Thirty-two teams will be selected to take part in the competition in order to win up to £10,000 in prizes, with an investment opportunity of £250,000 in the finals.
Yu Xiong, a lecturer at Queen’s University Management School, is Director of the organising committee of the China UK Entrepreneurship Competition.
He said: “The competition has been developed by partners in the UK and China to bring together existing business and new student-led start-ups hoping to develop commercial relationships and exploit market opportunities through business collaborations between China and the UK.
“China is becoming a more and more important country economically. It has not been affected by the recession in the same ways as others. Business opportunities there are huge and it has a rising scientific and technological base that is increasingly attracting worldwide attention.
“Doing business overseas can be daunting for many entrepreneurs but the programme aims to promote the opportunities that exist and to highlight potential stars to watch in the future. Those taking part learn a lot through the process and their ideas can translate to real business opportunities.”
Professor Richard Harrison, Director of the Queen’s University Management School, said: “We are delighted to be working with a number of other leading UK universities and Chinese authorities in this innovative programme.
“We believe that the business ideas developed through this competition have the potential to make a significant contribution to economic development and prosperity in the UK and in China. We are also delighted to be involved in a programme that will strengthen our existing important partnerships with universities and government bodies in China.”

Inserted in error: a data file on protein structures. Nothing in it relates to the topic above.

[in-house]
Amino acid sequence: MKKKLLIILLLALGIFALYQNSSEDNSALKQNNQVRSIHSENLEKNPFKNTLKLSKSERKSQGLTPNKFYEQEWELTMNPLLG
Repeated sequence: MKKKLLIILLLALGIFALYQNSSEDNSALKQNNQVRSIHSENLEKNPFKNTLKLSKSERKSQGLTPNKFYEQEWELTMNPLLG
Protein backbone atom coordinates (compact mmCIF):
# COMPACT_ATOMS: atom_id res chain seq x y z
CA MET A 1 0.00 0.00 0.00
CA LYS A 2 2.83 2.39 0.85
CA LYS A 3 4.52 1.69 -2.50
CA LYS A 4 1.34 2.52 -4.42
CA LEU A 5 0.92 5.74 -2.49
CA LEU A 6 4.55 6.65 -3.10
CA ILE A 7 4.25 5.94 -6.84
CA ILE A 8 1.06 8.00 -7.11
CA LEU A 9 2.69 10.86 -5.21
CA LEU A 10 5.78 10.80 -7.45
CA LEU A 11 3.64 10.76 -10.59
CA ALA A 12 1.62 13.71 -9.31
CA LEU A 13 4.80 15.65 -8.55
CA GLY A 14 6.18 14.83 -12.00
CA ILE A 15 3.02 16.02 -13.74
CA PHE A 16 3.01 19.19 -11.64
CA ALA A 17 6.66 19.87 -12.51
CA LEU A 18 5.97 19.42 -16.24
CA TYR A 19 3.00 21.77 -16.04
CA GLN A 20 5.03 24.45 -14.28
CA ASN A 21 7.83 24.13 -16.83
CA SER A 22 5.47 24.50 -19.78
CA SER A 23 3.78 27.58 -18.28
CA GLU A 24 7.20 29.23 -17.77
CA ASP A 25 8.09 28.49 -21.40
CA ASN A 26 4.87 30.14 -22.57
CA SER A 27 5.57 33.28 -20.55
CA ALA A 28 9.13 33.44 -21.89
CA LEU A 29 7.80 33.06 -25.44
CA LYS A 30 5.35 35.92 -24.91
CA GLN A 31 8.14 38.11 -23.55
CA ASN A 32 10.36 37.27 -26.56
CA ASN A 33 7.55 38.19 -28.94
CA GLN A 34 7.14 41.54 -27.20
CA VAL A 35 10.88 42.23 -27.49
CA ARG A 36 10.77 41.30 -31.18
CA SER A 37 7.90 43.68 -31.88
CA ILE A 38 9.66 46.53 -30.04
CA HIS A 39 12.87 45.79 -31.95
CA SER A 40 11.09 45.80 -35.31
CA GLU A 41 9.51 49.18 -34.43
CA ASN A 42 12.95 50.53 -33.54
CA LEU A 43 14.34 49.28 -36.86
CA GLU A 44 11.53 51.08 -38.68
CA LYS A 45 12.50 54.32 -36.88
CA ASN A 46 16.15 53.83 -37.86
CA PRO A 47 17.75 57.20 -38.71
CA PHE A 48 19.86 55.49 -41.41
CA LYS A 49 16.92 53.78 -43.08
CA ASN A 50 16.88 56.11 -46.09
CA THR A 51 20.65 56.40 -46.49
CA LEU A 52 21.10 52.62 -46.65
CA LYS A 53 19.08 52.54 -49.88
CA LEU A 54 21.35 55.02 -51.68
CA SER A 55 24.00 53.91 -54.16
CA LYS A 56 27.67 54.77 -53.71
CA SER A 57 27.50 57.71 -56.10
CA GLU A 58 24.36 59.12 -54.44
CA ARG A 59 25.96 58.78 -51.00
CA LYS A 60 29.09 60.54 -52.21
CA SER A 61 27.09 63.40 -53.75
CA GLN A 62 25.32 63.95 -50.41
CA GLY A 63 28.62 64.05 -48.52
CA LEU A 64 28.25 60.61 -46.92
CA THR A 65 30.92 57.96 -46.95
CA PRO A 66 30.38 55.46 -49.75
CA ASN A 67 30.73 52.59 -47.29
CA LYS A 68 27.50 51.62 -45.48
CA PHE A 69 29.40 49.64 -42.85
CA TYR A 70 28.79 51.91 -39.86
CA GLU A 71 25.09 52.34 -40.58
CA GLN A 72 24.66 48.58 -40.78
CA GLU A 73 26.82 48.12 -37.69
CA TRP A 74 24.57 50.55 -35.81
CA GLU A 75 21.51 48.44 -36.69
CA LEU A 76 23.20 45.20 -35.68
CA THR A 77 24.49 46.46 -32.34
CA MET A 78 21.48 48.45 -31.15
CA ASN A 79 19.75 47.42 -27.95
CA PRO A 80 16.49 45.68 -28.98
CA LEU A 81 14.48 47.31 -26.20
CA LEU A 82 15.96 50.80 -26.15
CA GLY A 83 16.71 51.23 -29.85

All sectors are eligible to apply but the business idea proposal must link China and the UK. This may be through selection of the target market for the product or service, through key supplier relationships or through joint development of the technologies or services involved.
Judges will assess each business plan on criteria including market and competitor analysis, project development plan, financial plan, risks and proposed mitigating factors, management of intellectual property and promotion of UK-China business links. Assessment will be through written elements and oral presentations at each stage of the competition.
To enter, teams need to submit an executive summary of their idea by 26 February. For more information on the competition go to www.chinaukchallenge.com
For media enquiries please contact: Andrea Clements, Press and PR Unit,+44 (0)28 90 97 5391, Mob 07980 013 362, firstname.lastname@example.org
One of the leading advocates of workplace equality in higher education in the United Kingdom is to give a public lecture at Queen’s on Friday (15 January).
Professor Paul Walton is Head of Chemistry at the University of York, the first university department in the UK to receive a gold SWAN award for its work in encouraging women in the traditional ‘male’ areas of science, engineering and technology (SET).
Awarded by the Athena SWAN Charter scheme, the awards recognise and celebrate good practice in recruiting, retaining and promoting women in SET in higher education.
In the 2010 annual lecture organised by Queen’s award-winning Gender Initiative, Professor Walton will discuss the ongoing need to ensure full equality for women in higher education and outline the management approaches required to achieve this aim.